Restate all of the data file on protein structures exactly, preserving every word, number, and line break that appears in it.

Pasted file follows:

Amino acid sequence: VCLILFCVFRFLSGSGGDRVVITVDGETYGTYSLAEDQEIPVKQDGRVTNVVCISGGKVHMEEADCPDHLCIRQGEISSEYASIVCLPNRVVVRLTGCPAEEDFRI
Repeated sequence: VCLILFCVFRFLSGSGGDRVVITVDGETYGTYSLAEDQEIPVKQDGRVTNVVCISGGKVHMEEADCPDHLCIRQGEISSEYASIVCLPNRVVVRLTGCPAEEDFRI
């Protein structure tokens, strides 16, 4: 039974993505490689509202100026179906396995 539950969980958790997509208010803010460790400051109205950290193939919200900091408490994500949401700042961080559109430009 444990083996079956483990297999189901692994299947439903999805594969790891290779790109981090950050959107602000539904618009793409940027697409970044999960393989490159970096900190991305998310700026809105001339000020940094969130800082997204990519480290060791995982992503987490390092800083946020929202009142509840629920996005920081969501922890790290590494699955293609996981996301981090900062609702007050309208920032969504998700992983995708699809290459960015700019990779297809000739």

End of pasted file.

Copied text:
Amino acid sequence: VCLILFCVFRFLSGSGGDRVVITVDGETYGTYSLAEDQEIPVKQDGRVTNVVCISGGKVHMEEADCPDHLCIRQGEISSEYASIVCLPNRVVVRLTGCPAEEDFRI
Repeated sequence: VCLILFCVFRFLSGSGGDRVVITVDGETYGTYSLAEDQEIPVKQDGRVTNVVCISGGKVHMEEADCPDHLCIRQGEISSEYASIVCLPNRVVVRLTGCPAEEDFRI
């Protein structure tokens, strides 16, 4: 039974993505490689509202100026179906396995 539950969980958790997509208010803010460790400051109205950290193939919200900091408490994500949401700042961080559109430009 444990083996079956483990297999189901692994299947439903999805594969790891290779790109981090950050959107602000539904618009793409940027697409970044999960393989490159970096900190991305998310700026809105001339000020940094969130800082997204990519480290060791995982992503987490390092800083946020929202009142509840629920996005920081969501922890790290590494699955293609996981996301981090900062609702007050309208920032969504998700992983995708699809290459960015700019990779297809000739």